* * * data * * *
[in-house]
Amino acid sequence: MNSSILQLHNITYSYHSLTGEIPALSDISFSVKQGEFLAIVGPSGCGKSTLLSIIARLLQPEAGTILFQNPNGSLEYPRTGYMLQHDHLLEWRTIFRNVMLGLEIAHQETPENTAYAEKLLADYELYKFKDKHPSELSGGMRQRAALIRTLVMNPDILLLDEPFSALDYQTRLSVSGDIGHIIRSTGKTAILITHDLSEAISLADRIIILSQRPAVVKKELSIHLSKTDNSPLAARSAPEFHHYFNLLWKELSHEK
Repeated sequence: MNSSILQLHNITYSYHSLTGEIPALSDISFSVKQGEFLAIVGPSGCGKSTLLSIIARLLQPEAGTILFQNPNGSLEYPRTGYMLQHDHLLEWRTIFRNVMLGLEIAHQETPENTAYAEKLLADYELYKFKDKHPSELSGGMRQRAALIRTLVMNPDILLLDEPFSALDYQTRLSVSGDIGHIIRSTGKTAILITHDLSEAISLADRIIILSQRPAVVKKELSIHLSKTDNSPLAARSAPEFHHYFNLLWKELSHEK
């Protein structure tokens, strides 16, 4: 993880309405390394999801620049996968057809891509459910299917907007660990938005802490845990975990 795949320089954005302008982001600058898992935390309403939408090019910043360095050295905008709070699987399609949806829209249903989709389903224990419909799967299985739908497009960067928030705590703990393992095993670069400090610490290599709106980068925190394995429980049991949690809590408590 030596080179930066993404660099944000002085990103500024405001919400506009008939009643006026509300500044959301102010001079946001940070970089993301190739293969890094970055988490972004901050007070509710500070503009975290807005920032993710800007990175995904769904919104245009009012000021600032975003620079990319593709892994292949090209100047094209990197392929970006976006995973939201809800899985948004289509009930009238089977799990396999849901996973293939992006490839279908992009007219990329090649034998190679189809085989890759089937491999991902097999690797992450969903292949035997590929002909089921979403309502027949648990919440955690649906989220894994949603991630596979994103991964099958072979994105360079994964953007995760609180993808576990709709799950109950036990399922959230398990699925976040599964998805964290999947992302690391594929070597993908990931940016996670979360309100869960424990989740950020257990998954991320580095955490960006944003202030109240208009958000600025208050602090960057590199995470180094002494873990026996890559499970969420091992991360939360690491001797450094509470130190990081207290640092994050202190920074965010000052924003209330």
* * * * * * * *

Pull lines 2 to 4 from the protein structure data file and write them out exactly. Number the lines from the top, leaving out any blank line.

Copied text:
Amino acid sequence: MNSSILQLHNITYSYHSLTGEIPALSDISFSVKQGEFLAIVGPSGCGKSTLLSIIARLLQPEAGTILFQNPNGSLEYPRTGYMLQHDHLLEWRTIFRNVMLGLEIAHQETPENTAYAEKLLADYELYKFKDKHPSELSGGMRQRAALIRTLVMNPDILLLDEPFSALDYQTRLSVSGDIGHIIRSTGKTAILITHDLSEAISLADRIIILSQRPAVVKKELSIHLSKTDNSPLAARSAPEFHHYFNLLWKELSHEK
Repeated sequence: MNSSILQLHNITYSYHSLTGEIPALSDISFSVKQGEFLAIVGPSGCGKSTLLSIIARLLQPEAGTILFQNPNGSLEYPRTGYMLQHDHLLEWRTIFRNVMLGLEIAHQETPENTAYAEKLLADYELYKFKDKHPSELSGGMRQRAALIRTLVMNPDILLLDEPFSALDYQTRLSVSGDIGHIIRSTGKTAILITHDLSEAISLADRIIILSQRPAVVKKELSIHLSKTDNSPLAARSAPEFHHYFNLLWKELSHEK
């Protein structure tokens, strides 16, 4: 993880309405390394999801620049996968057809891509459910299917907007660990938005802490845990975990 795949320089954005302008982001600058898992935390309403939408090019910043360095050295905008709070699987399609949806829209249903989709389903224990419909799967299985739908497009960067928030705590703990393992095993670069400090610490290599709106980068925190394995429980049991949690809590408590 030596080179930066993404660099944000002085990103500024405001919400506009008939009643006026509300500044959301102010001079946001940070970089993301190739293969890094970055988490972004901050007070509710500070503009975290807005920032993710800007990175995904769904919104245009009012000021600032975003620079990319593709892994292949090209100047094209990197392929970006976006995973939201809800899985948004289509009930009238089977799990396999849901996973293939992006490839279908992009007219990329090649034998190679189809085989890759089937491999991902097999690797992450969903292949035997590929002909089921979403309502027949648990919440955690649906989220894994949603991630596979994103991964099958072979994105360079994964953007995760609180993808576990709709799950109950036990399922959230398990699925976040599964998805964290999947992302690391594929070597993908990931940016996670979360309100869960424990989740950020257990998954991320580095955490960006944003202030109240208009958000600025208050602090960057590199995470180094002494873990026996890559499970969420091992991360939360690491001797450094509470130190990081207290640092994050202190920074965010000052924003209330």